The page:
The Soviet Union and Eastern Europe
Capitalism was the idea of a Scottish born philosopher and political economist Adam Smith. According to his writings, Capitalism was accepted in most of the western countries. It advocated small governments which cared for general security and the welfare of its people without interfering with their free lives. In addition, it promoted a free trade zone and advocated for specialization and division of labor (Johnson et al 112).
Another form of ideology that was experienced in Europe was communism or Marxism. The idea started in Germany, where its founding father, Karl Max, was born, around 1818. Marxism featured other branches that were advocated by Max in Germany and other countries which later accepted the ideology in Europe. The branches were named according to what they advocated. Materialism was one of the ideas; it stated that the engine that drives any society is its economy. He also stated that a country’s economy also influences how its people think. Materialism further states that man’s existence is not due to consciousness, but through social being. The other branch of Communism as advocated by Karl Max was class struggle; it stated that the ideas of politics, such as democracy, aristocracy, and monarchy, are mere illusions; rather, they were avenues of different classes fighting one another. He called it the competition of different social classes for the control of the state. He advocated that every child should be given an opportunity to succeed in life on a level starting field. Max stated that children should be provided with food, shelter, health, and education. The ideas of Karl Max, however dogmatic in perception, were highly espoused by the Russian revolutionaries in Europe.
Another form of ideology that came up in Europe was Fascism. This was a political ideology that combined radical nationalism and social policy. When Adolf Hitler assumed power in Munich, in southern Germany, he adopted the system of fascism. In Rome, Italy, another Leader Benito Mussolini took premiership, and the two leaders worked closely since they were advocating the same political ideology. Hitler was later arrested, and a year later, after his release, he formed a socialist party and began an anti Marxist campaign; the new standoff between Hitler and Mussolini was one the ingredients of the Second World War. Fascism was adopted by some revolutionaries in Europe, who believed that some people or classes are superior and more edified than others. Hitler later turned Fascism into Nazism, arguing that some people are so inferior and should be exterminated (Johnson et al 76).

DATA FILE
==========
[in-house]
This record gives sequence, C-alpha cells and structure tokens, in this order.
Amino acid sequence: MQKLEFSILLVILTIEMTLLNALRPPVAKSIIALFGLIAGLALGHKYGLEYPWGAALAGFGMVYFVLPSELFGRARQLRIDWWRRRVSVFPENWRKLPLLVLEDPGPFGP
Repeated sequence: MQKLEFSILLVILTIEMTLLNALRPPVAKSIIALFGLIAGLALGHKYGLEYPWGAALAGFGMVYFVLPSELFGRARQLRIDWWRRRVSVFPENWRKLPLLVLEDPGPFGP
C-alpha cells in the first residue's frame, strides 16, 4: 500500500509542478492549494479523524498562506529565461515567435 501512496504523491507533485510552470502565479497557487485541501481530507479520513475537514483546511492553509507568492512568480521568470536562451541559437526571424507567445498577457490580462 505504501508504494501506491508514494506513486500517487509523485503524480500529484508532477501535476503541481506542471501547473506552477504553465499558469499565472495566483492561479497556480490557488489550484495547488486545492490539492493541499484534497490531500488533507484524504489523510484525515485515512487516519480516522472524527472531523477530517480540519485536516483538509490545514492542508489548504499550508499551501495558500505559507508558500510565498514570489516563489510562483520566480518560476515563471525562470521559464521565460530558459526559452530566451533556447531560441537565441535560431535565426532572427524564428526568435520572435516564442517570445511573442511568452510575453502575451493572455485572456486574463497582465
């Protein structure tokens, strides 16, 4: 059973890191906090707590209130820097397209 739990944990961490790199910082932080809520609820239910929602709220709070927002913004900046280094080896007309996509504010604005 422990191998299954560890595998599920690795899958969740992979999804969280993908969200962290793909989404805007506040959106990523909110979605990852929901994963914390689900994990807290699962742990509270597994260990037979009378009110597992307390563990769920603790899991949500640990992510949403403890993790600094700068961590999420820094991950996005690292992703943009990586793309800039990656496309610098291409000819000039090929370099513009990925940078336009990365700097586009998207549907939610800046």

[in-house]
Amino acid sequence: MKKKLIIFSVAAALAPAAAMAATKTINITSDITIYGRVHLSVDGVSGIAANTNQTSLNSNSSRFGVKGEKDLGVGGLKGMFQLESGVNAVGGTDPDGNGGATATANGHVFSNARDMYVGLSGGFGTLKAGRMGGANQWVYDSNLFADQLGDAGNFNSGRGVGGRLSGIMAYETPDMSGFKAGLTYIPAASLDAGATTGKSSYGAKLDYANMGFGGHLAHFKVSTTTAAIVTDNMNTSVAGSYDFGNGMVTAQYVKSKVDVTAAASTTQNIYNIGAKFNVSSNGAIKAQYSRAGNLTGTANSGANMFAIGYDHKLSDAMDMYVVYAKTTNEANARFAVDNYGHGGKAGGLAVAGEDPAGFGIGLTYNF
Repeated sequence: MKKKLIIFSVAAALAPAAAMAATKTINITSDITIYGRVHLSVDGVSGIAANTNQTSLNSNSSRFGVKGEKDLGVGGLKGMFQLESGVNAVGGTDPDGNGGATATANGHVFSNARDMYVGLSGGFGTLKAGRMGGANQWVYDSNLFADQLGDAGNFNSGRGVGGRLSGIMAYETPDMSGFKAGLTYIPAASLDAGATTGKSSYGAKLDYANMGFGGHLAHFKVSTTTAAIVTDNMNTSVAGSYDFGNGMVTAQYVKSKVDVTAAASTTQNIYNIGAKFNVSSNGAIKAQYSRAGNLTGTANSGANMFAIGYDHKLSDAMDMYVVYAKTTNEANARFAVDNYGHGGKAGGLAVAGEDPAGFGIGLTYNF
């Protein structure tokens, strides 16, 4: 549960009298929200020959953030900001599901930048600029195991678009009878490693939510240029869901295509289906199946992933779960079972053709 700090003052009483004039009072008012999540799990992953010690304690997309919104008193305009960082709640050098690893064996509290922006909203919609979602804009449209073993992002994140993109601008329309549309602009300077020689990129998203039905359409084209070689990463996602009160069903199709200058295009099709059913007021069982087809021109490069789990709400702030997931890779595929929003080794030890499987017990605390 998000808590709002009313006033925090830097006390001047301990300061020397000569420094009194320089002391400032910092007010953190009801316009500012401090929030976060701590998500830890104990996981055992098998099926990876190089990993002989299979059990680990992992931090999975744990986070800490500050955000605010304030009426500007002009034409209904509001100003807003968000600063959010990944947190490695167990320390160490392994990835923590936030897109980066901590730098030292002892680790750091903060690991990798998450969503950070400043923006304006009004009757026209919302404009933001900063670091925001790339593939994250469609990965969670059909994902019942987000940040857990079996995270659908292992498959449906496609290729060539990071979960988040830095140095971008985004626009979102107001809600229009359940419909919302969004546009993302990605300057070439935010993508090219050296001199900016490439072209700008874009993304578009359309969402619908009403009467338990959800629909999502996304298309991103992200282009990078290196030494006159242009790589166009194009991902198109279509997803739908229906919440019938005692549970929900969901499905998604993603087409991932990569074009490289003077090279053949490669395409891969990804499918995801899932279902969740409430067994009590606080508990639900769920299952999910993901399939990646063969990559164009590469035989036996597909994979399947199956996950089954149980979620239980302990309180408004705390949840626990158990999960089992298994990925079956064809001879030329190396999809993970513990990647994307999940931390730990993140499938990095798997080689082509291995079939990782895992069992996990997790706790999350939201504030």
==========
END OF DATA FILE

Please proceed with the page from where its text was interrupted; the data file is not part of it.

These words go hand in hand with Karl Max’s ideas, and are meant to elicit the feeling of revolution among workers who should advocate for equal distribution and ownership of factors of production, and that the ownership should not be among the rich few capitalist masters who were also government officers. He advocated for a working environment that was dictated by the high and mighty capitalists and predicted that a protest against oppression by capitalists, who were also the statesmen, would bear fruit since the oppression cut across race, color, gender religion and all boundaries. He believed the uprising could easily bring to an end the ideology of capitalism.
The ideas of Karl Max that readily appeal are the ones advocating for the weak, the oppressed, and the poor. He advocates for a government that provides equal opportunities to children in terms of providing food, shelter, and education to prepare them for a successful future. This involves advocacy for a government that provides healthy living for citizens (Westad 98).
Adam Smith’s ideas that are appealing are those of an environment where there is free competition and free trade. This ensures that an individual becomes very hard-working since there is no government interference in their activities. It also enables an individual to be more focused in his/her activities and not wait for the government to fix both domestic and social problems.
Fascism and racism have a lot of disparities in terms of what they advocate for. Firstly, Fascism suggests that some races are superior to others, and this proclamation is not tied to color or gender orientation. Racism, on the other hand, specifies that some races are superior to others in terms of color, gender, or racial orientation. Fascism suggests that all the inferior human races should be annihilated so that the world only remains with the superior races. Racism, on the other hand, leads to discrimination and segregation of the human race in the form of color, gender, or race, without doing away with them totally (Eyal et al 121).
It is noted that in the video Stalin, he managed to convert the ideologies relating to Karl Max to communism and socialism. He was an ardent believer in dictatorship by his predecessor, Vladimir Lenin, who advocated for one government which will enforce Marxism ideas. Consequently, Stalin rebutted Lenin’s idea fostered through the new economic policy and replaced it with the command economy, which was generally directed to building socialism through Russia (Kang 57).
Eyal, Gil, Ivan Szelenyi, and Eleanor R. Townsley. Making Capitalism Without Capitalists: Class Formation and Elite Struggles in Post-Communist Central Europe. London: Verso, 2000. Print.
Johnson, Rilry, and Parta, Wright. Cold War Broadcasting: Impact on the Soviet Union and Eastern Europe : a Collection of Studies and Documents. Budapest: Central European University Press, 2010. Print
Kang, David C. Crony Capitalism: Corruption and Development in South Korea and the Philippines. Cambridge [u.a.: Cambridge Univ. Press, 2002. Print
Westad, Odd A. The Soviet Union in Eastern Europe, 1945-89. Basingstoke: Macmillan, 1994. Print.